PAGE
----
Downstairs, the dark and gothic Constantine is a sublevel cocktail den with its own street-side entrance. Though it shares a chef and is sister to Monello, the vibe couldn’t be more different. Playing an entirely different game, one of edgy creativity with winks from the modern cocktailians spinning ’80s drinks, it has become a gathering space for the local liquorati on their nights off, once again carving out a space that has potential to live on in foodist lore. 1115 2nd Ave. S., Mpls., 612-353-6207, monellompls.com; 1115 2nd Ave. S., Mpls., 612-886-1297, constantinempls.com
Surly’s beer hall nosh
Awesome is an overused word, but the $30 million new Surly Brewery is nothing short of awe-inspiring, dauntingly magnificent, and full-out jaw-dropping. How to describe it if you haven’t experienced the great industrial hulk of an ultra-modern brewery, rising as it does out of a formerly flat patch of nothing off of University Avenue? How to convey the vast campus, the airplane hangar–sized brewery, the totality of this grand enormity? Let’s start with the massive 220-seat beer hall full of long tables where people eat burgers and brisket and hoist pints of Surly beers that are both rare (Misanthrope) and common (Furious). Then consider the sprawling outdoor grounds where people loll on grass hills and benches, playing cornhole by day and gathering at fire pits by night. Finally, there’s the fancy upstairs Brewer’s Table restaurant, where you can dine from artsy ceramic plates and pair miniature glasses of chili-spiked Fiery Hell lager with chef Jorge Guzman’s fierce marlin and tangerine crudo or Smoke Baltic porter with decadent crispy pork jowl. It’s hard to get your head around it all during a single visit, but like any good amusement park, it becomes more interesting once you get to know the place. Imagine a $30 million grownup Disney World organized around bad-ass beer. Surly built it. And it’s awesome. 520 Malcolm Ave. SE, Mpls., 763-999-4040, surlybrewing.com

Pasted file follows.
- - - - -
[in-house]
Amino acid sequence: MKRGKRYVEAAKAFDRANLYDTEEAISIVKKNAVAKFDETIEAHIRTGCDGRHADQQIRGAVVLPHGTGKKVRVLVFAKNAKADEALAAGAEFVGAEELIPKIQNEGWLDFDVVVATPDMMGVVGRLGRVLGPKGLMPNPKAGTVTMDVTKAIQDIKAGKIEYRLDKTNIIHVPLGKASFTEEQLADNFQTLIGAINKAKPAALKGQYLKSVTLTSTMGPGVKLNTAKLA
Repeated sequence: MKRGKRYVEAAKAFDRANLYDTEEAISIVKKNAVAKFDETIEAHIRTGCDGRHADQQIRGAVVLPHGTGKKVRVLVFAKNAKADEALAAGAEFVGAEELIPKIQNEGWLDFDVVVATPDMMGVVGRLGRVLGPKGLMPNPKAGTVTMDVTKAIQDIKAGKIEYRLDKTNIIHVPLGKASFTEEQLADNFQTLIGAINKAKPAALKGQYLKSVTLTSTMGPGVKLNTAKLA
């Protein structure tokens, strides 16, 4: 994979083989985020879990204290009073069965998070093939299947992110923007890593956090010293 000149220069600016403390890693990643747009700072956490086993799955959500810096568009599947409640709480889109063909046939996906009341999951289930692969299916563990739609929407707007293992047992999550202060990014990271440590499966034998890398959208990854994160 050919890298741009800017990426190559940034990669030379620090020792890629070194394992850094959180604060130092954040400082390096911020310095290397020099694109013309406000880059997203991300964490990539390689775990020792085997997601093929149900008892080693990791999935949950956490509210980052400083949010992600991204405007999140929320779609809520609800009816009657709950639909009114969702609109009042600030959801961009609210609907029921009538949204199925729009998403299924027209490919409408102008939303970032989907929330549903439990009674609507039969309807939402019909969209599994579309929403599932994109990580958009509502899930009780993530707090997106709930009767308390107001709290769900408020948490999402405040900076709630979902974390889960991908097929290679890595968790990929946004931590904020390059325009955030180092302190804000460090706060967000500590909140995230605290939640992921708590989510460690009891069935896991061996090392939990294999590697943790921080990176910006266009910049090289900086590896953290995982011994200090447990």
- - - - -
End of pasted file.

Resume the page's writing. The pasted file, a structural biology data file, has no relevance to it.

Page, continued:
The double cheeseburger
Landon Schoenefeld opened Haute Dish to redefine Midwestern food. It had become so commonplace, that when he transformed the tater tot hotdish with a little shine, some sparkle, an infusion of personality, it was a revolution. In Nighthawks, he’s taken on diner food. But instead of amping it up and giving it zshoosh, he’s taking it back to its roots and giving it a modern foundation. This seems to sit well with all generations, from the empty-nesters who may be the first to brunch to the DIY hipsters who linger longest. They all come for something they had an inkling existed, but before Nighthawks, could hardly nail down: classic American diner food that fills the nostalgic hole in the soul, while feeding the modern hole in the gut. Excellent ingredients, a honed focus that borders on madness-driven simplicity (by going through dozens of chicken soup iterations to create the most perfect version), and a stoner’s sense of relaxed playfulness are the cornerstones of Schoenefeld ’s new American diner. Next door, Schoenefeld launched Birdie. First billed as a chef’s table, this place is more like a chef’s private dinner party. Birdie, which shares Nighthawks’ kitchen space, has two tables that seat up to 12 people. Schoenefeld creates 12 courses of artfully constructed, experimental small dishes like a smoked carrot dumpling, grilled pigeon, and simple potatoes prepared five ways on a plate. 3753 Nicollet Ave. S., Mpls., 612-248-8111, nighthawksmpls.com